Researchers Crack Yik Yak To Find Users’ Location

The app's a little less private when people can figure out where you're yakking

Illustration: Vocativ
Oct 21, 2016 at 12:36 PM ET

Researchers have figured out how to trick Yik Yak, the messaging application for pseudonymously sharing messages with others in a small area, into sharing a user’s rough location.

“The key selling point of Yik Yak is it’s anonymous,” Keith Ross, Dean of Engineering and Computer Science at NYU Shanghai, who led the team that conducted the study, told Vocativ. “We were sort of surprised it could be done at all.”

The process is rooted in the fundamental way that Yik Yak thinks about geography. In theory, Yik Yak, designed for use on college campuses, pictures users as being in the same area, which, researchers observed, is roughly four square miles. But there isn’t a single boundary for a given campus or city. Instead, every single user is the center of their own two-mile by two-mile square.

For most users, that shouldn’t make a big difference, as most students on a given campus will overlap. But it means that if someone is dogged enough, as Ross’s team was, they could develop a program to spoof hundreds of different GPS coordinates for the Yik Yak app. With enough tries, the program could narrow down where a given message — a Yak, in the app’s parlance — was visible, correctly identifying where it was posted to within 300 feet. Practically speaking, they could figure out which dorm a given user was in when she posted a message.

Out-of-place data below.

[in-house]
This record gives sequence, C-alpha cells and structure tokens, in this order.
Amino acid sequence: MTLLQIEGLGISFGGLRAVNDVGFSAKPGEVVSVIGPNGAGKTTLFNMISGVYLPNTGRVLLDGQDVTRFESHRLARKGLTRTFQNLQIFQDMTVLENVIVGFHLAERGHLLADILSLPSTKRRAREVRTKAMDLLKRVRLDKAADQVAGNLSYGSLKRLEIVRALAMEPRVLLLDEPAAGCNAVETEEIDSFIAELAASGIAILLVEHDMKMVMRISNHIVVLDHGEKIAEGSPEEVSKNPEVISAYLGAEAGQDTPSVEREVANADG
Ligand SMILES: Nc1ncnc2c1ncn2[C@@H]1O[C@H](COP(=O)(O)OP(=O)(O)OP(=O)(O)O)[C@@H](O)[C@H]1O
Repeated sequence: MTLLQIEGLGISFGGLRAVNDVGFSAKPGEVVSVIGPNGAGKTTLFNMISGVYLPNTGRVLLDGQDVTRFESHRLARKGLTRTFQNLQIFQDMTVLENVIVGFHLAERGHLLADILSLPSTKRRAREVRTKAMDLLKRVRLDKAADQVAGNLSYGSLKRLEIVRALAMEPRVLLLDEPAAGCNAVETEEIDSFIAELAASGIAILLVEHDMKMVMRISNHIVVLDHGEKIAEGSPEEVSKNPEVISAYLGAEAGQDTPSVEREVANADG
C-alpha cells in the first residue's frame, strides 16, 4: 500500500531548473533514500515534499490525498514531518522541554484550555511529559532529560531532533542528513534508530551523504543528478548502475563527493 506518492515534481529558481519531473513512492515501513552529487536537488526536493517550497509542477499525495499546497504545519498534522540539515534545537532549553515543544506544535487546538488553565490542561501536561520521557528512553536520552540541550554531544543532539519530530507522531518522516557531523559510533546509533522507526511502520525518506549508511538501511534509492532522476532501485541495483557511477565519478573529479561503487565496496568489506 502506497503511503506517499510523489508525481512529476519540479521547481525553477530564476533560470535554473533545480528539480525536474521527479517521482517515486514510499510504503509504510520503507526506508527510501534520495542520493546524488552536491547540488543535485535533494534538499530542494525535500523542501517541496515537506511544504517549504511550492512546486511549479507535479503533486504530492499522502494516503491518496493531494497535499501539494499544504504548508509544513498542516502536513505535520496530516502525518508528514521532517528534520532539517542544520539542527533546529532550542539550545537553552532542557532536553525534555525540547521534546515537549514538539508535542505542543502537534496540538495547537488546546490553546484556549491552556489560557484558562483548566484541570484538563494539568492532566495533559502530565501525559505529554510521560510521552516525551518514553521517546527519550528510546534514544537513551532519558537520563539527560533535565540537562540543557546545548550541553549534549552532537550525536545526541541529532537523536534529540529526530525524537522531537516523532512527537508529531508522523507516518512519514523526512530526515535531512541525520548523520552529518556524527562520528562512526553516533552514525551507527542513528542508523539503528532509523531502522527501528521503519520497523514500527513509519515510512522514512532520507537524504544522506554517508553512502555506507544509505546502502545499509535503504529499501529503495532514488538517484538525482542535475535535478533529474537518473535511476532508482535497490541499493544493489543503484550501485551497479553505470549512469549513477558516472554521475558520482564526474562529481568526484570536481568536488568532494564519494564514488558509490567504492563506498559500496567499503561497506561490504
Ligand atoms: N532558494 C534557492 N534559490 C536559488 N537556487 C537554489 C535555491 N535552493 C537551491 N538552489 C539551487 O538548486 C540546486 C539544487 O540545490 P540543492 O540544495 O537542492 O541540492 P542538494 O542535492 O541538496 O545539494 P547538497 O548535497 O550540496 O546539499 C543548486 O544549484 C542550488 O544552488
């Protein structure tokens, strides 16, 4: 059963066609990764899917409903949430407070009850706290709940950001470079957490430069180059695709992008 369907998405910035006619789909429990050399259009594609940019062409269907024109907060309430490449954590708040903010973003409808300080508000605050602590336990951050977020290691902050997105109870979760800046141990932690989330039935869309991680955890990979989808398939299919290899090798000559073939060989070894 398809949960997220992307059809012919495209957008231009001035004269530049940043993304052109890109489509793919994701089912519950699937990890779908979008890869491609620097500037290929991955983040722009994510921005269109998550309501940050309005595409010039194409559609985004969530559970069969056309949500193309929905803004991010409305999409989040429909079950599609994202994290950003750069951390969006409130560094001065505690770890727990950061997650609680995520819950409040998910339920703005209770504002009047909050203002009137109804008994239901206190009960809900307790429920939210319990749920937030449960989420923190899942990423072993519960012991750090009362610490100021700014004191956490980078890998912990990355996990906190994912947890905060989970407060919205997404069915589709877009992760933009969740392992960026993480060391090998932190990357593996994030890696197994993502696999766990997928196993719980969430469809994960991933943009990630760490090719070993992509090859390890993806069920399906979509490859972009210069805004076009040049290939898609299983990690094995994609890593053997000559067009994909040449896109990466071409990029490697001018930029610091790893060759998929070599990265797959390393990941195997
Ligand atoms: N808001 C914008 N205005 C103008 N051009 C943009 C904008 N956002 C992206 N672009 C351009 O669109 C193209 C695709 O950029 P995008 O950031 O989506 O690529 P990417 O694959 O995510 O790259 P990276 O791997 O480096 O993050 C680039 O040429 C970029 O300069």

Yik Yak came into hot water in 2015, when a number of users accused the app of facilitating targeted harassment. Its combination of a local pool of users, plus apparent pseudonymity, made abuse easy. It led to, for example, an outburst of racist comments against professors and sexual harassment towards women on campuses. The app responded by formally “banning” abusive use by requesting its users refrain from such talk.

A spokesperson for Yik Yak said the company was aware of the study and was working on a way to address Ross’s methods. It wasn’t clear if the company would implement Ross’s changes. His team’s paper debuts Nov. 15, when it’s presented at the Internet Measurement Conference.